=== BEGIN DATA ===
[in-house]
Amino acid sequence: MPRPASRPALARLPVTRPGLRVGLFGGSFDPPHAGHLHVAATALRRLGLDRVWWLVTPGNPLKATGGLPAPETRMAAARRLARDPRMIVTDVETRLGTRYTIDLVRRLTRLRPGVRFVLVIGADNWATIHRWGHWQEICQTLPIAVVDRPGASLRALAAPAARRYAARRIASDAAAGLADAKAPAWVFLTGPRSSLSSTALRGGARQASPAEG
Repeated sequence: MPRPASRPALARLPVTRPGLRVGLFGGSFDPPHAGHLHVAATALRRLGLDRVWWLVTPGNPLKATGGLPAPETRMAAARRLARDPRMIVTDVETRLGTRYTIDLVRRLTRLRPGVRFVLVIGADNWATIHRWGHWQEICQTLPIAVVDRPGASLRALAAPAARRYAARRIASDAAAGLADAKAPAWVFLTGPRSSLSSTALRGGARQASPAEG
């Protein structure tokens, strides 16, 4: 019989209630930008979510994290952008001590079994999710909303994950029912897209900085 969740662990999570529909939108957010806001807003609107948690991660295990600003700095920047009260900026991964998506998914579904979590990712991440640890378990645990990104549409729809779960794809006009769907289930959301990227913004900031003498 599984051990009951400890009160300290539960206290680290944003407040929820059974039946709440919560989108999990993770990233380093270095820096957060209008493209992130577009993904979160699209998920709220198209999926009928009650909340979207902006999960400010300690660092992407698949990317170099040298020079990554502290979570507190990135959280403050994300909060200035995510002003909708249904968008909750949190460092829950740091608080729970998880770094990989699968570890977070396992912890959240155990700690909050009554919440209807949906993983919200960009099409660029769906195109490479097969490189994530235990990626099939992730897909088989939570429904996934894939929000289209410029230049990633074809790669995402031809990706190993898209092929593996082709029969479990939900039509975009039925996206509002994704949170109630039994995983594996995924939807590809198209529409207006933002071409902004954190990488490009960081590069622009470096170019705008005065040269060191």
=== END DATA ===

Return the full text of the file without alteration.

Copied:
[in-house]
Amino acid sequence: MPRPASRPALARLPVTRPGLRVGLFGGSFDPPHAGHLHVAATALRRLGLDRVWWLVTPGNPLKATGGLPAPETRMAAARRLARDPRMIVTDVETRLGTRYTIDLVRRLTRLRPGVRFVLVIGADNWATIHRWGHWQEICQTLPIAVVDRPGASLRALAAPAARRYAARRIASDAAAGLADAKAPAWVFLTGPRSSLSSTALRGGARQASPAEG
Repeated sequence: MPRPASRPALARLPVTRPGLRVGLFGGSFDPPHAGHLHVAATALRRLGLDRVWWLVTPGNPLKATGGLPAPETRMAAARRLARDPRMIVTDVETRLGTRYTIDLVRRLTRLRPGVRFVLVIGADNWATIHRWGHWQEICQTLPIAVVDRPGASLRALAAPAARRYAARRIASDAAAGLADAKAPAWVFLTGPRSSLSSTALRGGARQASPAEG
């Protein structure tokens, strides 16, 4: 019989209630930008979510994290952008001590079994999710909303994950029912897209900085 969740662990999570529909939108957010806001807003609107948690991660295990600003700095920047009260900026991964998506998914579904979590990712991440640890378990645990990104549409729809779960794809006009769907289930959301990227913004900031003498 599984051990009951400890009160300290539960206290680290944003407040929820059974039946709440919560989108999990993770990233380093270095820096957060209008493209992130577009993904979160699209998920709220198209999926009928009650909340979207902006999960400010300690660092992407698949990317170099040298020079990554502290979570507190990135959280403050994300909060200035995510002003909708249904968008909750949190460092829950740091608080729970998880770094990989699968570890977070396992912890959240155990700690909050009554919440209807949906993983919200960009099409660029769906195109490479097969490189994530235990990626099939992730897909088989939570429904996934894939929000289209410029230049990633074809790669995402031809990706190993898209092929593996082709029969479990939900039509975009039925996206509002994704949170109630039994995983594996995924939807590809198209529409207006933002071409902004954190990488490009960081590069622009470096170019705008005065040269060191």